Photos Cameron Flaisch
The idea that those who suffer from colon cancer are inactive, generally unhealthy people is a false assumption. Case in point: Christi Malec. If anyone is an example of responsible self-awareness and a healthy lifestyle, it’s her. Yet she wound up with colon cancer. Fortunately for her, Harbin Clinic was there for her throughout this challenge—healing, helping, encouraging, and guiding her all the way. Her story is a reminder of the vital importance and life-saving power of receiving a colonoscopy.
LIVING A LIFE THAT COUNTS
Christi Malec is the deputy chief of the Marietta Fire Department, and she is well-known as a disciplined, health-conscious individual in her community. She is a wife, mother of two, a grandmother, and an avid tennis player. And she works out with CrossFit. Of her job, Malec says, “It’s been an amazing career. Every day we come to work knowing we get to help people here in the City of Marietta.”
“My husband and I started using Harbin Clinic three or four years ago,” Malec says. When she turned fifty, her doctor handed her a referral to get a colonoscopy. Malec thought to herself, “I don’t need that. I’m okay; there’s no reason I need to do that.” So, she put that physician’s referral in her purse and carried it around for two years before she considered scheduling her appointment.
The morning she finally went in for her procedure, Malec saw a brochure on a table that talked about how important it was to get a colonoscopy if you’re in your fifties. “I still joked about it,” Malec says. “Boy, now I wish I hadn’t done that.” Keeping the atmosphere light that day, the Harbin Clinic doctor said, “We’re going to make sure you look as healthy on the inside as you are on the outside.” Malec grinned at the comment as she fell asleep for the procedure.
AN UNWELCOME SURPRISE
Malec woke up to bad news. Her colonoscopy revealed that a cancerous tumor had breached two of the four walls of her colon, classifying it as stage two cancer. Malec and her husband were stunned at the astonishing diagnosis. To them, it made no sense because she had for so long been the picture of health.\ Describing her surprise, she says, “I had not had a cold in three years. I’ve never had COVID to my knowledge. I had not had a sign or a symptom that told me I had cancer. My husband and I couldn’t believe anything could be wrong, and yet I had probably been walking around with a cancerous tumor for five to seven years. So, I probably had cancer in my late forties and didn’t know it.”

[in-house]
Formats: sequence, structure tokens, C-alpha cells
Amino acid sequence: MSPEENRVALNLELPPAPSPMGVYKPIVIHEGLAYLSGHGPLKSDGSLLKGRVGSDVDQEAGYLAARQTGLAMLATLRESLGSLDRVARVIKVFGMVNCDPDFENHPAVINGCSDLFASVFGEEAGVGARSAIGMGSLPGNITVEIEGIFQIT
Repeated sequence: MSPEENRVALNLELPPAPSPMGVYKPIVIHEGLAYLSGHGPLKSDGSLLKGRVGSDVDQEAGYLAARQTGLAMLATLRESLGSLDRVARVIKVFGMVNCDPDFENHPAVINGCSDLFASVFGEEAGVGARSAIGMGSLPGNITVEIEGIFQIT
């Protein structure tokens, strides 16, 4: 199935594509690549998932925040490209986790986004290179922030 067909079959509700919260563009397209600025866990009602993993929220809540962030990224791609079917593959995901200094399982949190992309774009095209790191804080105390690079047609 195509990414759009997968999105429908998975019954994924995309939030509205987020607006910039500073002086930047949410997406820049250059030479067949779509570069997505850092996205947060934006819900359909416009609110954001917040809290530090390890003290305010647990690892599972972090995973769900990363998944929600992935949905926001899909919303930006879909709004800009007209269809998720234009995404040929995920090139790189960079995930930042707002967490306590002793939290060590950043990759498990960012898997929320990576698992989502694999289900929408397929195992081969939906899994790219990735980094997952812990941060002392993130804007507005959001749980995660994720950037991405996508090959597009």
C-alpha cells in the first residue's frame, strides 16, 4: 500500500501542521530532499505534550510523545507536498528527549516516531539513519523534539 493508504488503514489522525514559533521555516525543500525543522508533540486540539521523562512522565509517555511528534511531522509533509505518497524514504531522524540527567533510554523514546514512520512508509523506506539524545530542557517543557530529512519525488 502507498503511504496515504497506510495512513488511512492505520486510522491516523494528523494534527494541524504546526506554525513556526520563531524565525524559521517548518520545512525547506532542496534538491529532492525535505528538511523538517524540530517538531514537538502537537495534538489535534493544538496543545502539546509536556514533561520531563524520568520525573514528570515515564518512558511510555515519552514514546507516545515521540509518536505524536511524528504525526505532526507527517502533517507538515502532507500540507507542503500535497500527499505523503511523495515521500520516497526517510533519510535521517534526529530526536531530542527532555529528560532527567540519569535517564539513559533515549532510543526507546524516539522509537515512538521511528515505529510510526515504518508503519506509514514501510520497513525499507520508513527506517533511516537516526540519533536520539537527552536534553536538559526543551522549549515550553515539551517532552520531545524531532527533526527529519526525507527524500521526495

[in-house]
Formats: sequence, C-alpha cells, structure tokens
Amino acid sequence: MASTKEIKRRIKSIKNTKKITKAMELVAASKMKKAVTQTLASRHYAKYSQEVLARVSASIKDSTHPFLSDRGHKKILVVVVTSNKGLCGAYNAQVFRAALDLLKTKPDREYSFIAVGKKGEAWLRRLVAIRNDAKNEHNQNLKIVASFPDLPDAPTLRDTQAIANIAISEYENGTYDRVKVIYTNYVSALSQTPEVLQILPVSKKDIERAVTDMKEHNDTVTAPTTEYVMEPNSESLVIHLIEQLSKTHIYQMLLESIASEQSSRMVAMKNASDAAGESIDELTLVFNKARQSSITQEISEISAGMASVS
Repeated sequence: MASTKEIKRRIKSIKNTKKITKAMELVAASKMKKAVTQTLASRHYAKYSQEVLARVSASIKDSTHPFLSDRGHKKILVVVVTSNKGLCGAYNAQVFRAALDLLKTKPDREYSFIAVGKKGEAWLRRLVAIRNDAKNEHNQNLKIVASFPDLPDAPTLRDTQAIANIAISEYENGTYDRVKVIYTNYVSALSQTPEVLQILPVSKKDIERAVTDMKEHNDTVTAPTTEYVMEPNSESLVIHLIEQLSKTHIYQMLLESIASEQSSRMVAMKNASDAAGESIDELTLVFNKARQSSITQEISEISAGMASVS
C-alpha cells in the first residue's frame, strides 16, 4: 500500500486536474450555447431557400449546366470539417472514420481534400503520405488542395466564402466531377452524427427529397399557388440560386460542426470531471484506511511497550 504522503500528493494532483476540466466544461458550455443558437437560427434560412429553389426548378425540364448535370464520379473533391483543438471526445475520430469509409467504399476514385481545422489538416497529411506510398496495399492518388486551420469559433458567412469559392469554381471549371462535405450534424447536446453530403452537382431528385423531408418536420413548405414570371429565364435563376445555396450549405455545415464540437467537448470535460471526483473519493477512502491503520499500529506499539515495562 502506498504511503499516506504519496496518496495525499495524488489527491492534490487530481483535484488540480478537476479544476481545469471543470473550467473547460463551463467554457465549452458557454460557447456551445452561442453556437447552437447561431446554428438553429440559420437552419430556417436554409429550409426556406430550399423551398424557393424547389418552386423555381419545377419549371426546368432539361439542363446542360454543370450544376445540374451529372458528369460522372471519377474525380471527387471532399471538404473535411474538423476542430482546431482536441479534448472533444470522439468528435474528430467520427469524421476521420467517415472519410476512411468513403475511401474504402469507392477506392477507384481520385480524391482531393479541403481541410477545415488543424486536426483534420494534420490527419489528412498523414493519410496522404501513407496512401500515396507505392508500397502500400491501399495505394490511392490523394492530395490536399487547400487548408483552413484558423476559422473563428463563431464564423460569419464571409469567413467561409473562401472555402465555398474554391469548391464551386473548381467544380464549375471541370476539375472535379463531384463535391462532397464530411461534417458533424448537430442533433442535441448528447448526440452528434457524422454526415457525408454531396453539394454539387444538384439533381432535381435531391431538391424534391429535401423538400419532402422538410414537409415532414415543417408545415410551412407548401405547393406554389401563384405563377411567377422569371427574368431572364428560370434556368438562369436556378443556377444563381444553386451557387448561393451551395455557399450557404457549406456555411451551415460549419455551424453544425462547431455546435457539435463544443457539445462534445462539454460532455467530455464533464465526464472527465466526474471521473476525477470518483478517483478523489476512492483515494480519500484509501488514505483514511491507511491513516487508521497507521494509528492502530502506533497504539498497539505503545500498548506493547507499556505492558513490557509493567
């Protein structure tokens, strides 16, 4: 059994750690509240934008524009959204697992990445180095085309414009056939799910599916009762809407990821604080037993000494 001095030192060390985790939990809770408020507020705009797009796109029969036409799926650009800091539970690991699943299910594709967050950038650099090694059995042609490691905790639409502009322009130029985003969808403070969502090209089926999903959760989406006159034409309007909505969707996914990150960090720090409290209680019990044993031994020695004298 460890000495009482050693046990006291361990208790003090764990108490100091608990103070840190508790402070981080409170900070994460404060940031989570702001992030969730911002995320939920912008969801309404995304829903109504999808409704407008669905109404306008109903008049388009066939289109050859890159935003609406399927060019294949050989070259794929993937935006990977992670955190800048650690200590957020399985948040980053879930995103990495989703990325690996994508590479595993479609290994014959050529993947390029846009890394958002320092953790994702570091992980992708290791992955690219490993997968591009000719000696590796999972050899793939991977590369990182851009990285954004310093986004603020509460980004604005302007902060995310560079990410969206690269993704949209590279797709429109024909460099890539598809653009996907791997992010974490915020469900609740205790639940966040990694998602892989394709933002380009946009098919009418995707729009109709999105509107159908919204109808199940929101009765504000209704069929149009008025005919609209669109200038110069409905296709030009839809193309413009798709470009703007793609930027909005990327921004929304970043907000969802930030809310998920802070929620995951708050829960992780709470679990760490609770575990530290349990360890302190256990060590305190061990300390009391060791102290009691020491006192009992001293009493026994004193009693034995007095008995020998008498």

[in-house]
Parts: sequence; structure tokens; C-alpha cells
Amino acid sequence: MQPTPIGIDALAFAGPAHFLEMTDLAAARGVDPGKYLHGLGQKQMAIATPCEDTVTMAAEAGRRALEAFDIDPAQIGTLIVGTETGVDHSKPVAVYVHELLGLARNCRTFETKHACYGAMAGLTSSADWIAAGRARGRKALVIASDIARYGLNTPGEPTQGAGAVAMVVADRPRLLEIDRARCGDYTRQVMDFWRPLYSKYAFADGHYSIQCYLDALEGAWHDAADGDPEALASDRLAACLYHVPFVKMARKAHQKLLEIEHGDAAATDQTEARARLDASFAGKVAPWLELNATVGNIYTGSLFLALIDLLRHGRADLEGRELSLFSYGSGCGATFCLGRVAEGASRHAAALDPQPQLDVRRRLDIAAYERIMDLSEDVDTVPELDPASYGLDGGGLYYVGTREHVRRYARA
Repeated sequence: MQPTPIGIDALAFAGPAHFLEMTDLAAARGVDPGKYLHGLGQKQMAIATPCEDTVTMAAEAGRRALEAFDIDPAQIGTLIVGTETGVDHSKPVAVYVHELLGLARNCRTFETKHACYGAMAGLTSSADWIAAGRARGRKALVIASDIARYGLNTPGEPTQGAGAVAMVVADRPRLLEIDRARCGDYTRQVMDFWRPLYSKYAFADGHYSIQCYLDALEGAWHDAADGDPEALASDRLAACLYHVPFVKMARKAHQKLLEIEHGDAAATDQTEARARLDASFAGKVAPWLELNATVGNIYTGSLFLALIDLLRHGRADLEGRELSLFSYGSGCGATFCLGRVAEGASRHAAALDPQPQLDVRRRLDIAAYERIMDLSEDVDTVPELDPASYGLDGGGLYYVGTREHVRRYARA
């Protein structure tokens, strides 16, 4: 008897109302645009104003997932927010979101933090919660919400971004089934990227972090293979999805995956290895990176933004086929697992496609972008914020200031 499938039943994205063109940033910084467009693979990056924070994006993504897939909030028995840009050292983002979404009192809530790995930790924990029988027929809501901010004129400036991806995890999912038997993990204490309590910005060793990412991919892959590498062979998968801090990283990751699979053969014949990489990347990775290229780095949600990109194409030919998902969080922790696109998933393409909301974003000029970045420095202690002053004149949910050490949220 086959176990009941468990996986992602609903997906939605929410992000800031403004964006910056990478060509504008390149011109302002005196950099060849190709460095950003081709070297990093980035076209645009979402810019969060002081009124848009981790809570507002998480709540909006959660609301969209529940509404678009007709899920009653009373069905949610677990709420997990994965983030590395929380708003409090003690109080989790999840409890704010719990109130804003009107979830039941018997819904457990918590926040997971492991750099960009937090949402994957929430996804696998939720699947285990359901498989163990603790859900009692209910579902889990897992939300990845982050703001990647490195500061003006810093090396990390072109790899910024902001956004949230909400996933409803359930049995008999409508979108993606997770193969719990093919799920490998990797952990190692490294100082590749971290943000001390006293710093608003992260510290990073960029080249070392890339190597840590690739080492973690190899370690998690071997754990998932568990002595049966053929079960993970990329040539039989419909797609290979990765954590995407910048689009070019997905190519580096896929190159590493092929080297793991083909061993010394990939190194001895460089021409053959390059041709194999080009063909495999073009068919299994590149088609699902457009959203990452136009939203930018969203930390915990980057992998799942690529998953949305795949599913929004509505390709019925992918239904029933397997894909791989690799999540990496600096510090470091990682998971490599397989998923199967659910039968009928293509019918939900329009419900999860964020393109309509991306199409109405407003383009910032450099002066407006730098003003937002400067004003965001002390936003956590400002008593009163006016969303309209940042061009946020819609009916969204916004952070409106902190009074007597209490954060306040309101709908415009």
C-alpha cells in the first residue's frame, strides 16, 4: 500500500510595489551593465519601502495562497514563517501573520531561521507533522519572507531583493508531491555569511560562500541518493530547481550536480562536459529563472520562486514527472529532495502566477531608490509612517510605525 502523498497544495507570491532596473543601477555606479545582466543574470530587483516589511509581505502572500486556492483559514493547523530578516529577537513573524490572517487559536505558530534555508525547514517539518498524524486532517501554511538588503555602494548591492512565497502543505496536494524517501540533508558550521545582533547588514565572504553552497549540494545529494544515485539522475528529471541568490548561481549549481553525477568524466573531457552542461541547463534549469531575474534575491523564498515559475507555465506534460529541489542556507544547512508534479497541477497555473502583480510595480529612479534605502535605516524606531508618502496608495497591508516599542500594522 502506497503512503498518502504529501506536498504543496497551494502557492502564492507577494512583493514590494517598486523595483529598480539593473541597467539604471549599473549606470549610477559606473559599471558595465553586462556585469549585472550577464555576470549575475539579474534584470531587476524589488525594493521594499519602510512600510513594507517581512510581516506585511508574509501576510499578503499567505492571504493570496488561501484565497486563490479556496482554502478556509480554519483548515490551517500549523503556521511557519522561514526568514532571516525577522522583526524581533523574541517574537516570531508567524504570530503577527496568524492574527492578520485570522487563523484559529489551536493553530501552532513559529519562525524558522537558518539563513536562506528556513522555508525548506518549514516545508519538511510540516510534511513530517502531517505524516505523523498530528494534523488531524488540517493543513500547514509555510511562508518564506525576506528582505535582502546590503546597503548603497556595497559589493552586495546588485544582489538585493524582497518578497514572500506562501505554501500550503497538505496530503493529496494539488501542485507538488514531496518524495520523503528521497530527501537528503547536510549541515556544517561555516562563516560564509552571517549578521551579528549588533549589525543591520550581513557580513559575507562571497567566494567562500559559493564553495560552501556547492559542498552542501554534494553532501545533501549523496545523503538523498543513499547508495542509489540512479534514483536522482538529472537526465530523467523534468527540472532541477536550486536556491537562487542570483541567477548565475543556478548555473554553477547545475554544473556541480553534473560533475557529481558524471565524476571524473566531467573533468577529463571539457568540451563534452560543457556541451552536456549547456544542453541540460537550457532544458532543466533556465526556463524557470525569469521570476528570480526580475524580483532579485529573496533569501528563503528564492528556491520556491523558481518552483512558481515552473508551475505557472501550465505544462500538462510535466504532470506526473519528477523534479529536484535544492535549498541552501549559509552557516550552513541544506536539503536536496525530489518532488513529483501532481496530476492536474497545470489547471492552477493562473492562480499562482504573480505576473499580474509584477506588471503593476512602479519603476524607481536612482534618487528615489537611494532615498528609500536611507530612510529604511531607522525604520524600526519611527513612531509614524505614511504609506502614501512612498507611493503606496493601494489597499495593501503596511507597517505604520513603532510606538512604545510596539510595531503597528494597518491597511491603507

As is often the case with a devastating diagnosis, at first Malec suffered from confusion and disillusionment. “I was at the top of my career,” Malec says. “I had been here over twenty-four years. I had worked so hard—I was now a year and a half from retirement, and I found out I had cancer.” She wondered if she was going to make it.
A GAME PLAN
Harbin Clinic moved quickly on Malec’s behalf. On a Monday, Malec had her colonoscopy. By Wednesday, Harbin Clinic General Surgeon Dr. John Simmons had Malec in his office and had scheduled surgery to remove the tumor the following Tuesday. Malec’s surgery was a clockwork success and, fortunately, she did not need any follow-up chemotherapy or radiation.
Malec’s speedy recovery was a testament to both the skill of Harbin Clinic’s medical team and Malec’s stamina and excellent physical health. Two weeks after her surgery, she was working out and playing tennis again. She says, “I had very little pain.” The day she went back to the Fire Department, she sat in her office wondering, “Did this really happen?”
“I am the biggest proponent of colonoscopies now,” says Malec, “I’m telling everyone, ‘Get your colonoscopy!’ But also, I want people to hear about the quality of care I received from Harbin Clinic.” Christi Malec’s story is an amazing one, but her story begins with a routine and yet life-saving screening. Her story could have had a very different ending. “I was here to welcome my first grandbaby into the world last summer because I finally got my colonoscopy.”
Harbin Clinic encourages its patients who are 45 years of age or older to schedule a colonoscopy as soon as possible. Malec’s cancer journey had a happy ending despite the fact she put her colonoscopy off for two years, but there’s certainly no guarantee that others will be quite so lucky.
“All it took was getting a colonoscopy,” Malec says. “It’s so easy. It saved my life. And now I get to live the second half of my life—which means enjoying my family, looking back on an amazing career, and most importantly, seeing my grandbaby grow up. And I thank God for that every day.”
To learn more visit harbinclinic.com/bottomline.